Paralegal students are expected to submit an official request for a transcript (via Registration) to be sent to the Law Society in time to meet the Law Society's Licensing Examination date deadline.

The Law Society of Upper Canada (LSUC) website provides information on the examination dates and deadlines regarding licensing requirements

Request to Graduate forms must be received no later than July 31 (for Falll Convocation), November 30/March 31 (for Spring Convocation). For more detailed information on Seneca's deadlines, please refer to the Convocation website.

For more detailed information on the Law Society's deadlines, please refer to their website or to the following documents.

Further Studies

Starting September 1, 2015 the Paralegal Certificate is the credential that students require to apply to write the Law Society of Upper Canada Licensing examination, and upon successful completion it is the final component in attaining paralegal status.

Students may also continue their studies to attain a college diploma.

The pre-requisite for the diploma will be completion of the Paralegal Certificate plus 7 additional courses:

Students must successfully complete four general education courses with at least two different course codes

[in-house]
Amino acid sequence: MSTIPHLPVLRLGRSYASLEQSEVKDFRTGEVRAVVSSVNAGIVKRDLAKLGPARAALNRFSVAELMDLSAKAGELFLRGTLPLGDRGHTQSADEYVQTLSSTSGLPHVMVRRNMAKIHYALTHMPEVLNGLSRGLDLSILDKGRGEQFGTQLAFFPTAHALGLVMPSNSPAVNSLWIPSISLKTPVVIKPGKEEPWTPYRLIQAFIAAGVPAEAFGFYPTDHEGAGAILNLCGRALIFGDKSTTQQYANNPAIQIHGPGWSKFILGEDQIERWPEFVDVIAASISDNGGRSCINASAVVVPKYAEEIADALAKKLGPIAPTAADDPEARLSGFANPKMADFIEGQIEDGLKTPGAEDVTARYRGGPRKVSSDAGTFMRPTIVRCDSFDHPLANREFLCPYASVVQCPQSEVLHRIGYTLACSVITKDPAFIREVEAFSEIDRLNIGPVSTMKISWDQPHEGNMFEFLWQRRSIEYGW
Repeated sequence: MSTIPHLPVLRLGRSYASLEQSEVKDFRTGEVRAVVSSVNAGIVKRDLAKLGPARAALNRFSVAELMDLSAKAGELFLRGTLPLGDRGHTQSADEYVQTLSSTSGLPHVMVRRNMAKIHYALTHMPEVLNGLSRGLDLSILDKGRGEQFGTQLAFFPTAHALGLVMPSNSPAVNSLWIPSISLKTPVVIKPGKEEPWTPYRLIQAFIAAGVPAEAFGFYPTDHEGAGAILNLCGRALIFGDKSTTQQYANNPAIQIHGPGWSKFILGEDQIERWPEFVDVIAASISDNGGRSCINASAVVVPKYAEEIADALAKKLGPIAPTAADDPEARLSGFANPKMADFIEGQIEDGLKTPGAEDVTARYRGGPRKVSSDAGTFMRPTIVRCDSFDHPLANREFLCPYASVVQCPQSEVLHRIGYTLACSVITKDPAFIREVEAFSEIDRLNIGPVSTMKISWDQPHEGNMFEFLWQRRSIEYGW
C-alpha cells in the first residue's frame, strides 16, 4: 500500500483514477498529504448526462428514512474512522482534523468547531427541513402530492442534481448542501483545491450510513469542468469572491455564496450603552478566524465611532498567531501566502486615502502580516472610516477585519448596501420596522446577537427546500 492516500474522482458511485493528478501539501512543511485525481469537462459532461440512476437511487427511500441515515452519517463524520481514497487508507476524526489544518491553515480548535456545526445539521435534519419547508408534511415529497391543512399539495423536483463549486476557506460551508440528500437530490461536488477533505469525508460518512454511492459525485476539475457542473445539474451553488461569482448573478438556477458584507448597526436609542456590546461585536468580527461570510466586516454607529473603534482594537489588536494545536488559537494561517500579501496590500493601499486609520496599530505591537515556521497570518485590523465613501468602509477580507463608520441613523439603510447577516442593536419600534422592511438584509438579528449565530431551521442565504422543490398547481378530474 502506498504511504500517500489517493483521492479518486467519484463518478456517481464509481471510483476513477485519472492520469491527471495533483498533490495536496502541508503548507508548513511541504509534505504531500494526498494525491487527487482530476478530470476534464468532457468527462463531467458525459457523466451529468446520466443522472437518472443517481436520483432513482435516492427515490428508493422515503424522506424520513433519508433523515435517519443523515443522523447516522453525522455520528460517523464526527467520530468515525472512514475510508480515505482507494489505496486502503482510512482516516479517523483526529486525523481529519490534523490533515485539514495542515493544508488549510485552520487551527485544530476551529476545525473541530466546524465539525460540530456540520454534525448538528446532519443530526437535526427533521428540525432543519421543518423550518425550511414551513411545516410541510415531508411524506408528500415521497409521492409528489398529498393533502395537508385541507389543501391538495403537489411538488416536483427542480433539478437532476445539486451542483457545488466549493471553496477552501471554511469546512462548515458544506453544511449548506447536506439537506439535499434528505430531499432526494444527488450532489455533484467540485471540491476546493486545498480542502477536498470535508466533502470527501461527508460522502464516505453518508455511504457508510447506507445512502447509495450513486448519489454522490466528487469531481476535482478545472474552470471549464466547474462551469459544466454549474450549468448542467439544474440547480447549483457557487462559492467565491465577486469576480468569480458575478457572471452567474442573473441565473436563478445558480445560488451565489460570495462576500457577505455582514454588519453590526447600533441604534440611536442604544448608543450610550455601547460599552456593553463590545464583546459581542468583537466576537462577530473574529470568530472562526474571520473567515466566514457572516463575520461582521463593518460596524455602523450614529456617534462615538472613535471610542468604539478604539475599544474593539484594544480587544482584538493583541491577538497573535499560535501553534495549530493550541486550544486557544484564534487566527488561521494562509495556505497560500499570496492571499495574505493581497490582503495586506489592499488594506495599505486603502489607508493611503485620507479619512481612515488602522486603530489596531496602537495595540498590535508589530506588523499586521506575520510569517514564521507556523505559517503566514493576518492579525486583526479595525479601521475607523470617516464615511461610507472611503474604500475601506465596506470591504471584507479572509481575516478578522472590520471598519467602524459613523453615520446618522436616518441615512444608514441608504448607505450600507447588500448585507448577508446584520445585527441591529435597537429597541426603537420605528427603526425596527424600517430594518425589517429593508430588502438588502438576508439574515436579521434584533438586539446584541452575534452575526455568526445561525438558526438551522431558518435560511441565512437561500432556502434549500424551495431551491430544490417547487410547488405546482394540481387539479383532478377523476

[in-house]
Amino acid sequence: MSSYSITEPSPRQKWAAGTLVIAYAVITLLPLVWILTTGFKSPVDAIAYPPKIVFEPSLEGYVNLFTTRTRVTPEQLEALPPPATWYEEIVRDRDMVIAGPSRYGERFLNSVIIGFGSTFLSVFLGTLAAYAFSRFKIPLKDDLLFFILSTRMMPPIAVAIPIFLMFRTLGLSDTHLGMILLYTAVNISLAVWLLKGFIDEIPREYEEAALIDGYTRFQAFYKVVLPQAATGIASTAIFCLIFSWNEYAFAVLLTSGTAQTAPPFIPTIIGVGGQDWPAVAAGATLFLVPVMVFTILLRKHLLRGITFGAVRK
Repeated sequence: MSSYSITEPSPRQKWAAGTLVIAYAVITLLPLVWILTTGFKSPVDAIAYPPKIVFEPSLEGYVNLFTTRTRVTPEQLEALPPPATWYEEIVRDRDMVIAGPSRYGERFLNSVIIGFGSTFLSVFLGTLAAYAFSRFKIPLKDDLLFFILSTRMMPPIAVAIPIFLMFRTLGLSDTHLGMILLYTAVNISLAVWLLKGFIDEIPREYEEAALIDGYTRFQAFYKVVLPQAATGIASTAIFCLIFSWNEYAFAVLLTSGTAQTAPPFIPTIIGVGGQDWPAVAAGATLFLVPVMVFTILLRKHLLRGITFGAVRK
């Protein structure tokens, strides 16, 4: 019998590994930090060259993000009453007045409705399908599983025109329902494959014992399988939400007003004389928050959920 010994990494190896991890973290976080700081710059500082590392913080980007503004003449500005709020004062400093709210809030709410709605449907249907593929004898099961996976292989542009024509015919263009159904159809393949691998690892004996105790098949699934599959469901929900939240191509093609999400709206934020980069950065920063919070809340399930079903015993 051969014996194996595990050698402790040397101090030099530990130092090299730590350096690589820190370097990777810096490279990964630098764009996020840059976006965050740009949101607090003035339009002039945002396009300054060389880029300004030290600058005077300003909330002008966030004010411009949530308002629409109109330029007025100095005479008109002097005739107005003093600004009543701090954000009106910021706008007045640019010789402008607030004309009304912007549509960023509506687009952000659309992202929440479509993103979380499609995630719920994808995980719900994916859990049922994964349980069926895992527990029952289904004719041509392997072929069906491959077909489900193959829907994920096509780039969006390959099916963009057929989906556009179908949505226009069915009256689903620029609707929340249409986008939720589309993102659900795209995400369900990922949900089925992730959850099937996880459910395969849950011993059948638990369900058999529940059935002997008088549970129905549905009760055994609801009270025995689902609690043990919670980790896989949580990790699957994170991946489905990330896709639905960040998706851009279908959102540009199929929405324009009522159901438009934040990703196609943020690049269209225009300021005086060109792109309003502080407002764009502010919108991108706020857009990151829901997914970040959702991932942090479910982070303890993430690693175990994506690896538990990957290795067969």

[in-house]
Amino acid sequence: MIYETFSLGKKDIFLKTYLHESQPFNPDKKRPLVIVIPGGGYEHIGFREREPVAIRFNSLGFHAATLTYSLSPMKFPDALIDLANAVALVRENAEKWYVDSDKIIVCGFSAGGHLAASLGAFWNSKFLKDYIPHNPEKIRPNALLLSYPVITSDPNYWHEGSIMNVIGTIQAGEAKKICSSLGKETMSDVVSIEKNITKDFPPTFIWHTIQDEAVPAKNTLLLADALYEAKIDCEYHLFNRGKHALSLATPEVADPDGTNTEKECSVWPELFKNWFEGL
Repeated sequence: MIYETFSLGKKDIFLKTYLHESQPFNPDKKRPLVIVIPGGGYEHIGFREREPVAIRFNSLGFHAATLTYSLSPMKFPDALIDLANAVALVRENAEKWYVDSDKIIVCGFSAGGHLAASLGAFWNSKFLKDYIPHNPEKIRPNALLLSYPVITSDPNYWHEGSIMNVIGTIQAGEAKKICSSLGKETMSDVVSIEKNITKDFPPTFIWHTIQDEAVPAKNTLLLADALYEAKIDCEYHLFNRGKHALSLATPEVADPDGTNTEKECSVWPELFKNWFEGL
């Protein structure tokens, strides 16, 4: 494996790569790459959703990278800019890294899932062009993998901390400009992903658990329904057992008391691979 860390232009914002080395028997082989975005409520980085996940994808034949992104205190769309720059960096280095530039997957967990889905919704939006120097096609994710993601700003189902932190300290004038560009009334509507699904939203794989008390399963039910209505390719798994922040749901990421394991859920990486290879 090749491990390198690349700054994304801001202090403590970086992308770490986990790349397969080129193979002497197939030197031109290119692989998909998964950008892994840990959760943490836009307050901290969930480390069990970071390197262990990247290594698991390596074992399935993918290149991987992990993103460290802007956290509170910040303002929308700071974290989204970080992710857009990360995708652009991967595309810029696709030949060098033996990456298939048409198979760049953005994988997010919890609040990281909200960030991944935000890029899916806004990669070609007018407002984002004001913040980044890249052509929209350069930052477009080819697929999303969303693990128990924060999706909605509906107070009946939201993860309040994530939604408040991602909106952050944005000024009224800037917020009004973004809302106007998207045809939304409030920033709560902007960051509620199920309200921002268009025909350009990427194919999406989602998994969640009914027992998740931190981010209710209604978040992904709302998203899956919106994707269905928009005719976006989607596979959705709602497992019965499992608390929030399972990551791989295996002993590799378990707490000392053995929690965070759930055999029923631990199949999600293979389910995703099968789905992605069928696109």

Note: that CAN271 Law and the Citizen, LOA101 Introduction to Legal Office Applications, CAN106 Canadian Politics, and CAN190 Canadian Political Systems cannot be used as General Education credits in this program.

Faculty Profile

Richard Gasparini

In 1974, I obtained a B.A. degree (with distinction) from Carleton University. I entered law school at the University of Ottawa earning a Juris Doctorate in 1977 and was called to the Ontario Bar in 1979. After obtaining my credentials, I eventually became a senior litigation partner at Lang Michener (now McMillan). I have worked as an instructor at the Law Society of Upper Canada Bar Admission as well as Ryerson University. I was also the former national Vice President of the Alzheimer Society of Canada.